This is really my focus with the SolStrips. Efficient, high quality LED lights for the non-institutional grower, especially personal and small scale growers, for about $1/watt. They aren't buying Fluence or Hortiled because they don't have $2,500 for a lamp, and it's hard to squeeze a Spydr into a 3x3 Gorilla tent.
I use "blurple" derisively to refer to cheap red/blue lights mass produced with generic, unnamed or tested diodes to supposedly mimic the "improved McCree curve" Muleskinner refers to. I don't consider the two companies named as blurple sellers. More like "tuned lighting" producers, using real research and real electronics to produce highly specified spectral ratios.
It's not that the research is wrong, its that 95% of non-white LED grow lights fail miserably at delivering on the promise of more good wavelengths and less wasted wavelengths at much greater efficiencies than HID - and now by extension, white LED. Their diodes, when they are actually disclosed by their manufacturers, are often less efficient than CFLs. Their drivers run at 50% or less of their advertised power. Their circuits are poorly engineered, the PCBs are cheaply designed and fabricated.
Mono color LEDs are inherently less efficient that white diodes due to the nature of the technology. And red spectrum diodes are some of the least efficient of all mono LEDs. One way to look at the red/blue vs white LED efficiency debate is to look at the "wasted" green-yellow spectrum produced by white LEDs as "free photons" because they are so much more efficient compared to mono LEDs.
Except they aren't "wasted" photons. Put aside the recent studies that highlight green-yellow wavelength's contribution to plant growth deep in the canopy, which has all the top mono makers scrambling to introduce "lime" colored diodes. Humans use green-yellow light to see cannabis, and the various bugs, molds and plant health cues growers need to observe to successfully grow their crops. Anyone who has used blurple lights knows this is not a small issue.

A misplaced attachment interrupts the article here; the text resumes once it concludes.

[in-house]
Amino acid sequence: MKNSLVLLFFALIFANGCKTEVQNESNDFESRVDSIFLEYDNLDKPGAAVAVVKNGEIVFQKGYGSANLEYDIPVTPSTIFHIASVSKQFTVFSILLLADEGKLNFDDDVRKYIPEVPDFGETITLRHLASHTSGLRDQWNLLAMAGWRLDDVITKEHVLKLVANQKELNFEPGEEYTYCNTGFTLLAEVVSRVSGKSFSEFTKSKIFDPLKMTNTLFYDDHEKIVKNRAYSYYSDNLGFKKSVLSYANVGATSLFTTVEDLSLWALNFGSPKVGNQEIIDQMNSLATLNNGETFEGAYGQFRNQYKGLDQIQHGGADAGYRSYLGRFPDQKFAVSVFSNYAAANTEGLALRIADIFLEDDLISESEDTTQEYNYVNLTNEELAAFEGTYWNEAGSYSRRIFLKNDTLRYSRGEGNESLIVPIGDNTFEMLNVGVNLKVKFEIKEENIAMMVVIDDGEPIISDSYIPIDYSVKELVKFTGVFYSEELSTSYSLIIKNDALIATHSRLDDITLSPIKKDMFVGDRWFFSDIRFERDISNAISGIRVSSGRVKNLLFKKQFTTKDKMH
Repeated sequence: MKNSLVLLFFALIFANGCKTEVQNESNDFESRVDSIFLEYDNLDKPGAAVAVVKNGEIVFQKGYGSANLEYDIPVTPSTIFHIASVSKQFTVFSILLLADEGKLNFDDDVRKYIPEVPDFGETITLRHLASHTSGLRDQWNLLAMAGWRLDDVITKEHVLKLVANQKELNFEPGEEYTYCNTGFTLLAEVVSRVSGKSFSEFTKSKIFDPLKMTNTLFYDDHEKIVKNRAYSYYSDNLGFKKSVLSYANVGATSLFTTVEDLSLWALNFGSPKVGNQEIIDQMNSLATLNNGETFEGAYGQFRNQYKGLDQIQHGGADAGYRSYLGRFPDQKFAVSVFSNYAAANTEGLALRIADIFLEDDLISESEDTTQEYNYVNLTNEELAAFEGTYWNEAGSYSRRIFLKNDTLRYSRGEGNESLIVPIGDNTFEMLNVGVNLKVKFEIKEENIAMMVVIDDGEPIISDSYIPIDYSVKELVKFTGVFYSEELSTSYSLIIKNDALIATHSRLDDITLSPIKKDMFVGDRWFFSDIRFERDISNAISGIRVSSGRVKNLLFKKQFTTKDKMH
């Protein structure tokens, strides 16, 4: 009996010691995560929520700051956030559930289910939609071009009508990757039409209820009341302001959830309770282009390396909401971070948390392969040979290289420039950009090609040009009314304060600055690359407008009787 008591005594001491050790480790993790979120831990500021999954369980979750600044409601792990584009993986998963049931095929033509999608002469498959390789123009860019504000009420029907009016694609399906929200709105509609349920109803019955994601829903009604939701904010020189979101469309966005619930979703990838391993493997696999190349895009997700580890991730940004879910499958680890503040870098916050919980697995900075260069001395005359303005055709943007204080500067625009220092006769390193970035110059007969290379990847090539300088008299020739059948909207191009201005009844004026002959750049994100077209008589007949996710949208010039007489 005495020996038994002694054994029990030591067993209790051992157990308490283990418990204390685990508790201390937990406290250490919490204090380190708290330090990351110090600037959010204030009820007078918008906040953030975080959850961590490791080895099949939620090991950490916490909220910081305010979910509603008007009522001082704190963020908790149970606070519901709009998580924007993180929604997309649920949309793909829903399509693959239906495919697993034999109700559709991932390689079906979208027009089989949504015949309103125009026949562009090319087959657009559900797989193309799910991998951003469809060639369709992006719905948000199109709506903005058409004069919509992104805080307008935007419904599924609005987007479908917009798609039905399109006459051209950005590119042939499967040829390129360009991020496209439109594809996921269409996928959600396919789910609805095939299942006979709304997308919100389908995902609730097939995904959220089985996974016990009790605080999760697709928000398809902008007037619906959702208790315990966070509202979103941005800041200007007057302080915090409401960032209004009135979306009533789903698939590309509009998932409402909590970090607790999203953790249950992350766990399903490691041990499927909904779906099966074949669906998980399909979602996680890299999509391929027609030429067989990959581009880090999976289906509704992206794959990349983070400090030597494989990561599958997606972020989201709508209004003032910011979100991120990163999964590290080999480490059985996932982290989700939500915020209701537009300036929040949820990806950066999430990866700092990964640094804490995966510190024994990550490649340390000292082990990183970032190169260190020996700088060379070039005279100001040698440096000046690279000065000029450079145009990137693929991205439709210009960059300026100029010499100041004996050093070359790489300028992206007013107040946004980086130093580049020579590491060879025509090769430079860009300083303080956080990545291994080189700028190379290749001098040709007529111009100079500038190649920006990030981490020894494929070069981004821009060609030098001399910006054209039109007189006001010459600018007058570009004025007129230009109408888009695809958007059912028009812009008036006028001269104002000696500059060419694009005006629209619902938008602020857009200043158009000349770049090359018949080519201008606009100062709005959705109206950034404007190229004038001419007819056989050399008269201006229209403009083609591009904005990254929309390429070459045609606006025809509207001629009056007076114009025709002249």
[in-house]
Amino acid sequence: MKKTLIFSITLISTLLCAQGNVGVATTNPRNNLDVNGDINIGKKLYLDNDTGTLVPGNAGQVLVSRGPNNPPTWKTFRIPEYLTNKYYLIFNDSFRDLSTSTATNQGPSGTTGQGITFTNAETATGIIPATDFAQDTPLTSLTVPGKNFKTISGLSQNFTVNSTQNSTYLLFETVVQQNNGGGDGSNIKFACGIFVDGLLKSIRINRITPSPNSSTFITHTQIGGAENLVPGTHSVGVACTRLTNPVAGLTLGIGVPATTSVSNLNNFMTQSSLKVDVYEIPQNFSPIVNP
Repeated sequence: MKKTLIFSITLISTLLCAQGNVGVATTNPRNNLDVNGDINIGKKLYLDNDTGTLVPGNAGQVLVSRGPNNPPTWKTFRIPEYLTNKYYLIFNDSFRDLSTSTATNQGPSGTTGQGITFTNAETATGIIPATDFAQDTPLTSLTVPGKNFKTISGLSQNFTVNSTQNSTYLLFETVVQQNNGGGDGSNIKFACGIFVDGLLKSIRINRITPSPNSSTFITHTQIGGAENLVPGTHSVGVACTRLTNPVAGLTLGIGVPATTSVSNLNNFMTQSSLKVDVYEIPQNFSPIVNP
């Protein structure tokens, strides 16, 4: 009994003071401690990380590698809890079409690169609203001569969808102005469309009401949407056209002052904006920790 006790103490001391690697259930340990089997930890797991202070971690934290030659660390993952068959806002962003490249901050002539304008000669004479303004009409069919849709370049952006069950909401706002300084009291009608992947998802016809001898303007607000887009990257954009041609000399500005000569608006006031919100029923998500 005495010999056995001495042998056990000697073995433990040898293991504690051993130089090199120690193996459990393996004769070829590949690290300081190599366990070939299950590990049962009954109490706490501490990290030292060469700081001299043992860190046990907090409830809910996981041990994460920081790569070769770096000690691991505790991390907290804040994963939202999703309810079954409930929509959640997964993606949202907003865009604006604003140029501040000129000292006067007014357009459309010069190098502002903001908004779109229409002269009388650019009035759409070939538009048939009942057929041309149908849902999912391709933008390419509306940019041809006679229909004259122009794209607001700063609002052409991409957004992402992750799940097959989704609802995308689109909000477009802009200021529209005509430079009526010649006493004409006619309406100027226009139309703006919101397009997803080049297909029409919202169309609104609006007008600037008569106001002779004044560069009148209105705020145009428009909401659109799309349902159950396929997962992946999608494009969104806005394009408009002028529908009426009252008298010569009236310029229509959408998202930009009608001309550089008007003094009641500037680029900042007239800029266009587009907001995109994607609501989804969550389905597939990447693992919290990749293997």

I'm not against using colored mono LEDs. I'm testing a red/blue SolStrip right now:
I want folks to be able to supplement their white SolStrips with additional red/blue spectrum with a mono diode strip that can be easily mixed into SolStrip arrays.
It's a great strip. Forty 2w 665nm red and four 3w 450nm blue Cree XPE chips, giving a 7:1 ratio on a 36 watt strip. Only one problem: it costs 400% more to produce than a white Samsung LED strip. And it's far less efficient than the Samsung strips. If anybody wants a $60 red/blue SolStrip, PM me.
LED lighting discussions have a tendency to run deep on the theoretical and the technical, and give short shrift to the practical and the economical. I'm trying to balance the quest for the best with the desire to deliver a quality light at an economical price. I don't expect to steal any of Fluence's business. I do expect to steal a lot of Chinese blurple box makers' business.